Clinical and molecular features of pediatric cancer patients with Lynch syndrome.

TitleClinical and molecular features of pediatric cancer patients with Lynch syndrome.
Publication TypeJournal Article
Year of Publication2022
AuthorsScollon, S, Eldomery, MK, Reuther, J, Lin, FY, Potter, SL, Desrosiers, L, McClain, KL, Smith, V, Su, JMeng-Fen, Venkatramani, R, Hu, J, Korchina, V, Zarrin-Khameh, N, Gibbs, RA, Muzny, DM, Eng, C, Roy, A, D Parsons, W, Plon, SE
JournalPediatr Blood Cancer
Date Published2022 Nov
KeywordsBrain Neoplasms, Child, Colorectal Neoplasms, Colorectal Neoplasms, Hereditary Nonpolyposis, DNA Mismatch Repair, DNA-Binding Proteins, Germ-Line Mutation, Humans, MutL Protein Homolog 1, MutS Homolog 2 Protein, Neoplastic Syndromes, Hereditary

BACKGROUND: The association of childhood cancer with Lynch syndrome is not established compared with the significant pediatric cancer risk in recessive constitutional mismatch repair deficiency syndrome (CMMRD).

PROCEDURE: We describe the clinical features, germline analysis, and tumor genomic profiling of patients with Lynch syndrome among patients enrolled in pediatric cancer genomic studies.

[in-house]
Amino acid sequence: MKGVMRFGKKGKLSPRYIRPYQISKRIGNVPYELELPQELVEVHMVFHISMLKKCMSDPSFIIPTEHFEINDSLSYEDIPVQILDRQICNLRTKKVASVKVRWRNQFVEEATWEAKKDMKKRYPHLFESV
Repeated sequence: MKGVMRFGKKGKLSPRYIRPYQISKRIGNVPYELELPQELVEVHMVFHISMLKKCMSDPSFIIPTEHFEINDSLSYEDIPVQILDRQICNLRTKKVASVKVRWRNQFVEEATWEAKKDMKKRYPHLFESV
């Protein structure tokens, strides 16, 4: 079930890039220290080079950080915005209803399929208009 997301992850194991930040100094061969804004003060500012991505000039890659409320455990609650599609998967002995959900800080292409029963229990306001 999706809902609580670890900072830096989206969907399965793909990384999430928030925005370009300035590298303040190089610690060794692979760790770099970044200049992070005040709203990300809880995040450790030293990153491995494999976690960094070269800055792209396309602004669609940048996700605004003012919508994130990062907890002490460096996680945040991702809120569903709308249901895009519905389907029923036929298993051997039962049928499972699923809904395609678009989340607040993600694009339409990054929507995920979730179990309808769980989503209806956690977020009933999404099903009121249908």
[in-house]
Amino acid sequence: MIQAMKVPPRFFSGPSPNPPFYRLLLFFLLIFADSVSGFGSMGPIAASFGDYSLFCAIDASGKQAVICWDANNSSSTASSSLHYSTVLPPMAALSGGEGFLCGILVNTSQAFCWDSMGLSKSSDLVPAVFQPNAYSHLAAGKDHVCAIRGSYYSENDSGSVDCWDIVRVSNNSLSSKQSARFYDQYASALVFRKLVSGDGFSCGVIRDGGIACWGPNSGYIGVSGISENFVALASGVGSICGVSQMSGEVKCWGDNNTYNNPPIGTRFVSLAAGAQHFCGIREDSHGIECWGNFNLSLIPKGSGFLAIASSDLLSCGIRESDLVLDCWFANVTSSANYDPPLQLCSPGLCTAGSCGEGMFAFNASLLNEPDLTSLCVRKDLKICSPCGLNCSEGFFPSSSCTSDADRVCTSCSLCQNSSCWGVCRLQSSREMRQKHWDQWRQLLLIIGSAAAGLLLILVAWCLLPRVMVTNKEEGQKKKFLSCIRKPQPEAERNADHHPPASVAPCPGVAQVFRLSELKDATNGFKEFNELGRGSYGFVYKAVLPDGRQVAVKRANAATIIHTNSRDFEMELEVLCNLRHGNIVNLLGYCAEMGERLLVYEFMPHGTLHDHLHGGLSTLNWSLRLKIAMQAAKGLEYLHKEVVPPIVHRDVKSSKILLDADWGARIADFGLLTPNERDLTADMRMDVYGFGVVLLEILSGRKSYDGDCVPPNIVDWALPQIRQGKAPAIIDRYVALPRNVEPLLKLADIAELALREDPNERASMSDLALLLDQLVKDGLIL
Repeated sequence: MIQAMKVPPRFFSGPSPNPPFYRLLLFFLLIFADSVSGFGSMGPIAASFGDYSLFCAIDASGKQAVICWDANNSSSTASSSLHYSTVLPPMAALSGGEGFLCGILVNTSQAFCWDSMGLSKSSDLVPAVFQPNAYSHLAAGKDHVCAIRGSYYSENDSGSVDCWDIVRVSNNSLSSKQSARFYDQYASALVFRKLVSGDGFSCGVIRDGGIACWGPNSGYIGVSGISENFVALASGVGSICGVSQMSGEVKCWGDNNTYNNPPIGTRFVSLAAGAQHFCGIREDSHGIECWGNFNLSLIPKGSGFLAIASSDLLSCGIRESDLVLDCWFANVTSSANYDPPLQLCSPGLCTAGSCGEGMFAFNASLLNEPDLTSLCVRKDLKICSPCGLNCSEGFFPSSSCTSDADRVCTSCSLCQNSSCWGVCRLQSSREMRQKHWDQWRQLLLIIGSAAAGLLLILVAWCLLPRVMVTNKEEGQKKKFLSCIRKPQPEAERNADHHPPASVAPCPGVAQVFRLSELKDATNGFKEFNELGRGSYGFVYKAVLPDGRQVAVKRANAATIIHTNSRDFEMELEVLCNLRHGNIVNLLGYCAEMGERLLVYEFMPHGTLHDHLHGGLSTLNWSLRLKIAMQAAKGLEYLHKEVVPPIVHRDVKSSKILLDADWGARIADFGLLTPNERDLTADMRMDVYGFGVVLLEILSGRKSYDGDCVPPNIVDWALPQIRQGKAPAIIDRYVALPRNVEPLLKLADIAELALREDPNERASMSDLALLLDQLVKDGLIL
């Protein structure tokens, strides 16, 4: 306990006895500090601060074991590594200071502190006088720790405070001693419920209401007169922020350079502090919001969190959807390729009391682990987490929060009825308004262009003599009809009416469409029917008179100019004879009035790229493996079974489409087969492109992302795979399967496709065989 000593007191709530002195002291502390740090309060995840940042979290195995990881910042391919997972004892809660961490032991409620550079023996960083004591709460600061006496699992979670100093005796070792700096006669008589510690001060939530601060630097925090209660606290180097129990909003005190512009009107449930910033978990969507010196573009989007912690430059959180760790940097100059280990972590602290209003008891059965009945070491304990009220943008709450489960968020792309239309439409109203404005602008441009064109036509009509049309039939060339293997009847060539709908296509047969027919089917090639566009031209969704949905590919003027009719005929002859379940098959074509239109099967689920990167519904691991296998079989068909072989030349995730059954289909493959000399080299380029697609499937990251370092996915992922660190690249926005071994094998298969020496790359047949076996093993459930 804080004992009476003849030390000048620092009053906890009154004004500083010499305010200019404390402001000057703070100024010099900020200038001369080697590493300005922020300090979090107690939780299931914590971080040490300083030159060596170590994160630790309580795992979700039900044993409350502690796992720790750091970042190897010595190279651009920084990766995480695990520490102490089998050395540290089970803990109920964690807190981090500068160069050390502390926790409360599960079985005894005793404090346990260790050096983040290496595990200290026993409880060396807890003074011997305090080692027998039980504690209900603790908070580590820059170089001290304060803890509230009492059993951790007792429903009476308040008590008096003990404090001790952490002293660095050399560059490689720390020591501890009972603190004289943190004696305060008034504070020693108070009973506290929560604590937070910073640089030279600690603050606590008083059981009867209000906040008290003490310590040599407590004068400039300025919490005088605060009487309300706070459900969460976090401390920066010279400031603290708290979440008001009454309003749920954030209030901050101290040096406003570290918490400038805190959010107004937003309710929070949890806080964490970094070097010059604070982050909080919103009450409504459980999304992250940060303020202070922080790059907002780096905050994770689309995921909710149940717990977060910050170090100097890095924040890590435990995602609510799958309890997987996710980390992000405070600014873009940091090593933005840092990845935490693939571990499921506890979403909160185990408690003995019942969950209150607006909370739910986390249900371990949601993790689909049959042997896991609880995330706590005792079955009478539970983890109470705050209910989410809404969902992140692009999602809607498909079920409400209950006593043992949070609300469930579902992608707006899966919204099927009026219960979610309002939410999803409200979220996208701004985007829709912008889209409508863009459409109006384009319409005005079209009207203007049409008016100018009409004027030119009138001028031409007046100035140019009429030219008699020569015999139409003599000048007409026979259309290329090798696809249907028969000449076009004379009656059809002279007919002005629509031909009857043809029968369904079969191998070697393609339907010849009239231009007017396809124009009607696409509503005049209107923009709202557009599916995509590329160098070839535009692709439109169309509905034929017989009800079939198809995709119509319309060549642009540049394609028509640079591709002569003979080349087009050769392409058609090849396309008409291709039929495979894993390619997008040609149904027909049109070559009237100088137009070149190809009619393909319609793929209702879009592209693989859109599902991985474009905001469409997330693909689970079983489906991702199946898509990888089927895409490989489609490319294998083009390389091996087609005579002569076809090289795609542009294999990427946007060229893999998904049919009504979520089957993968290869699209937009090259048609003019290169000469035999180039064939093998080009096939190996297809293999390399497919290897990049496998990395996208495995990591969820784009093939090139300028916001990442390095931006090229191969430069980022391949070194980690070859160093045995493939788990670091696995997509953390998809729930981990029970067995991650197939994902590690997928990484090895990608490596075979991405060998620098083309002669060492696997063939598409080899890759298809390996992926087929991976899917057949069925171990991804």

RESULTS: There were six of 773 (0.8%) pediatric patients with solid tumors identified with Lynch syndrome, defined as a germline heterozygous pathogenic variant in one of the mismatch repair (MMR) genes (three with MSH6, two with MLH1, and one with MSH2). Tumor analysis demonstrated evidence for somatic second hits and/or increased tumor mutation burden in three of four patients with available tumor with potential implications for therapy and identification of at-risk family members. Only one patient met current guidelines for pediatric cancer genetics evaluation at the time of tumor diagnosis.

CONCLUSION: Approximately 1% of children with cancer have Lynch syndrome, which is missed with current referral guidelines, suggesting the importance of adding MMR genes to tumor and hereditary pediatric cancer panels. Tumor analysis may provide the first suggestion of an underlying cancer predisposition syndrome and is useful in distinguishing between Lynch syndrome and CMMRD.

Alternate JournalPediatr Blood Cancer
PubMed ID35713195
PubMed Central IDPMC9529793
Grant ListU01 HG006485 / HG / NHGRI NIH HHS / United States

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